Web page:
by Stephen Katz | December 07 2021
My story probably isn’t so different from yours—raised in America with Jewish grandparents or great-grandparents who came from Europe. In my case, both my parents are Jewish, and every member of our family has been Jewish as far back as I’ve been able to trace—but my kids and their kids won’t be able to say the same because my wife isn’t Jewish. I married a blond Scandinavian woman whom I’ve known since I was 11 years old, and in doing so, threw a wrench in the all-Jewish lineage.
As I’ve grown up, my family’s Jewish identity has transformed over time. My dad’s Orthodox childhood became my Conservative synagogue experience, which became my children’s Messianic Jewish upbringing. My brother married a woman who converted to Judaism and my cousin married an Asian woman. My family reflects the growing diversity in American Jewish life.1
Sometimes I ask myself if I’ve broken some inviolable, sacred trust by marrying a non-Jew. If I have, I’m definitely not alone. According to the Pew Research “Jewish Americans in 2020” study, the intermarriage rate in the US has remained steady at around 60%.2 What are people like me doing to Jewish continuity? What does l’dor vador, or “from generation to generation,” mean today?
Earlier this year, The Jewish Forward published an article entitled, “Intermarriage increasingly leads to Jewish children, Pew study shows,”3 in which the writer points out a remarkable change that’s taking place. Among those who are 50 or older with one Jewish parent, only two out of ten identify as Jewish, whereas among the younger group (18–49) with one Jewish parent, five out of ten identify as Jewish. That’s half! The Forward writer put it in plain terms: “The progeny of such [intermarried] relationships are increasingly identifying as Jewish.”
I can attest to that in my own family. All four of my grown children identify as Jewish, and though my eldest daughter hasn’t shown much interest in Jewish traditions, activities, and holidays, the others have annual Passover Seders, light their hannukiot, have traveled to Israel, and follow Jewish social media platforms. But the surprises keep coming. This year, my eldest shocked me by sending her son to Camp Gilgal, the Jews for Jesus sleepaway summer camp. Out of nowhere, I started getting pics of my grandson wearing a kippah and heard him talk about Jewish things for the first time. I was delighted to see that our Jewish identity endures and may even be building steam two generations down from my intermarriage!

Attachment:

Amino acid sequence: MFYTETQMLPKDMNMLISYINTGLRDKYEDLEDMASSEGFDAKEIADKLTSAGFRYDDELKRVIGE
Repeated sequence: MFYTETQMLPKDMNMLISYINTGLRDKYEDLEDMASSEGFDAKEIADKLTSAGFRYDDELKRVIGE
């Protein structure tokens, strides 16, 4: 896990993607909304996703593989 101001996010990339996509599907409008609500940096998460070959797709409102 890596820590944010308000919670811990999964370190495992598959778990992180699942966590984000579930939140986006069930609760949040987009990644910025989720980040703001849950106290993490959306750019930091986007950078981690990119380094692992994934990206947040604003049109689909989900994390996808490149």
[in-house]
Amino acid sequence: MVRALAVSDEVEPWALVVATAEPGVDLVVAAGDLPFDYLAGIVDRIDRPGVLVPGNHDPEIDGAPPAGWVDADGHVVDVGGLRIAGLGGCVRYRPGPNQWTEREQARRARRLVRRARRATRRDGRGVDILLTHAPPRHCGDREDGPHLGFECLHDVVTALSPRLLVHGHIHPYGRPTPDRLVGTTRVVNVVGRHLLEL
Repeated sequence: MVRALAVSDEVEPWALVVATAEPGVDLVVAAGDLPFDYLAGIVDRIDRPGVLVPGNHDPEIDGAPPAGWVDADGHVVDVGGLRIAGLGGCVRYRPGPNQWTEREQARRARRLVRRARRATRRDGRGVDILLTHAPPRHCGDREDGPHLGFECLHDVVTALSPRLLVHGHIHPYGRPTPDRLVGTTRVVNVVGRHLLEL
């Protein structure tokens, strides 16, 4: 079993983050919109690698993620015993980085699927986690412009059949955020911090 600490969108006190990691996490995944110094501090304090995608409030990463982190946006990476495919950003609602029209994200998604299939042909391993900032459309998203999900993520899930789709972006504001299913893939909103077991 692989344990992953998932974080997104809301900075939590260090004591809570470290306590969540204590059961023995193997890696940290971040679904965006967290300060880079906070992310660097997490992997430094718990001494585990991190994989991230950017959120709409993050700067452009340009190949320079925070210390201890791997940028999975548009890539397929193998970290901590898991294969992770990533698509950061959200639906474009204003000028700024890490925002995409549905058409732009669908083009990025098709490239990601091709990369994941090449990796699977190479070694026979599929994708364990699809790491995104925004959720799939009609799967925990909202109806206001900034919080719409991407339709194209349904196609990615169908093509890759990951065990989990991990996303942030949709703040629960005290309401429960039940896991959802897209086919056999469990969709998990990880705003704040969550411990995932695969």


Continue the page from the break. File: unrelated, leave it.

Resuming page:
Why is this so important? And why have Jewish community leaders been wringing their hands about issues like intermarriage, assimilation, Jewish education, and antisemitism for so long? Because underneath all those concerns lies the primary issue: Jewish survival. We are a tiny people group amidst a sea of others who have not always made life easy for us. We’ve learned to do whatever it takes to survive—from raw realities like hiding underground and fighting in forests to creating political and lobby organizations and adapting religious traditions to fit changing generational lifestyles.
It’s about more than physical survival, though. It’s about keeping our spiritual and cultural heritage alive from generation to generation. The importance of marrying Jewish was something I had been lectured on as a kid almost weekly when I went to my Yiddish-speaking grandmother’s apartment for lunch. When I married my Finnish American wife when I was in my 20s, I asked myself, “Will my grandchildren identify as Jews? Or will they say something like, ‘Yeah, my grandfather was Jewish?’” It mattered to me. I was contemplating the possibility that my choice regarding marriage might result in my grandchildren having no personal attachment to being Jewish.